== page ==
Is There Life on Mars? Methane Mystery Could be the Answer

So is there life on Mars or is the red planet a barren wasteland that is a sure doom for all forms of life? Well, while the Mars Rover hasn’t stumbled across any tiny green men or located water, scientists are entirely ruling out the possibility of a life cycle on Mars.

This is because the presence of methane gas, the essential building blocks of life have been found on the planet at various levels. Here’s a bit of a recap on the different Mars methane discoveries and what scientists believe is the reason behind the gas’ existence on the planet.

Methane was detected on Mars in 2003, but then found to be absent in 2005, reinforcing the idea that some sort of lifecycle existed on the planet that was using up this methane. Mission project scientist John P. Grotzinger believs that the methane could be a waste product of certain microbes. There’s also the possibility of serpentinizaion. This is when a rock emits both gases and water as result to natural changes. If the methane is being produced from these changes, it gives reason to search for the possibility of life in these hydrothermal areas.


Okay, now cut to 2013, scientists declared that any possibility of life on Mars was unlikely. Then, in November of that year, methane levels spiked and remained high until January before tapering off and rising again in June. Scientists weren’t able to identify the direct source of the gas, but suspected that an underground source had been disturbed.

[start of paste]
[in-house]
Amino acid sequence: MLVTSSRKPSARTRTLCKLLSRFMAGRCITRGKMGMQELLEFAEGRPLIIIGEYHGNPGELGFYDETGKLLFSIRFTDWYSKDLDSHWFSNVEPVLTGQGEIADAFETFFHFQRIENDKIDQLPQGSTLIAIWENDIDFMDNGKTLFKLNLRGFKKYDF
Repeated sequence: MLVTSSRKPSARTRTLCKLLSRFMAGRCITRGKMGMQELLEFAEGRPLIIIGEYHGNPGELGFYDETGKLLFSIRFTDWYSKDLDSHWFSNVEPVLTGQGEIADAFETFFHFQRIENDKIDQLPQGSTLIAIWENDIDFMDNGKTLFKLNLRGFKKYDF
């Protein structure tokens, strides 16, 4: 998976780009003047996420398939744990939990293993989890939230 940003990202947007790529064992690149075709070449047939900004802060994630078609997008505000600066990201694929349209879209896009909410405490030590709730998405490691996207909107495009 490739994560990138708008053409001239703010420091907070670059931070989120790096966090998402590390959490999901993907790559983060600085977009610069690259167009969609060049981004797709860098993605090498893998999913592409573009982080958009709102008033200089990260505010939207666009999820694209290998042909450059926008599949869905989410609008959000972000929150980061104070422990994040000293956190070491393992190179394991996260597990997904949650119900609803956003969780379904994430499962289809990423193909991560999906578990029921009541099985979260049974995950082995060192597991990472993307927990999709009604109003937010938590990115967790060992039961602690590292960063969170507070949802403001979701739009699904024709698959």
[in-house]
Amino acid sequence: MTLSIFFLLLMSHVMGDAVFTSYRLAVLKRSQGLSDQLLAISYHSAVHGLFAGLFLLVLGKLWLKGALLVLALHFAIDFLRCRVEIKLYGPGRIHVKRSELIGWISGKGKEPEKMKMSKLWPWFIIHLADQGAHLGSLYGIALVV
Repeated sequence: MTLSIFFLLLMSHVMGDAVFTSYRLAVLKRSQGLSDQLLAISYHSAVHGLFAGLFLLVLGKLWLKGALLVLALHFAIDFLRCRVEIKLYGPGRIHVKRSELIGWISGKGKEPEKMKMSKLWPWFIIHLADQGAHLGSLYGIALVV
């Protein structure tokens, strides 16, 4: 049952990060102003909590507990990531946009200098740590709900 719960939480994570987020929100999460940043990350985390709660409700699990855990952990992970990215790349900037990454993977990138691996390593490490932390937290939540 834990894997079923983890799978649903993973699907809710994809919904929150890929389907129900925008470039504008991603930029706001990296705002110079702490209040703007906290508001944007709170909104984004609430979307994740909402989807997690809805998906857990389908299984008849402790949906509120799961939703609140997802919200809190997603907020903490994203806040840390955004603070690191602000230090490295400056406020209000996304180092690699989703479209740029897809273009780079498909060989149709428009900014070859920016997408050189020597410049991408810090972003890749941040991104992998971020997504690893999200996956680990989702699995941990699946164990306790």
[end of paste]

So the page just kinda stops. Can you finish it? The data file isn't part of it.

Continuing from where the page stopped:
“These are molecular cages of water-ice in which methane gas is trapped. From time to time, these could be destabilised, perhaps by some mechanical or thermal stress, and the methane gas would be released to find its way up through cracks or fissures in the rock to enter the atmosphere,” University of Michigan professor, Sushil Atreya told BBC News.

The key seems to be determining if the methane has a biological or geological origin. Life on Earth favors a lighter version of the element (carbon-12), over a heavier one (carbon-13). Life can exist only if it has the capacity to trade in carbon molecules and scientists would need to find isotopes of carbon atoms in the gas similar to those found on Earth to determine if life had a genuine shot on the planet.

So until we the Rover stumbles upon a flying saucer with tiny green men, this seems to be our best shot at answering the question: can Mars support life?

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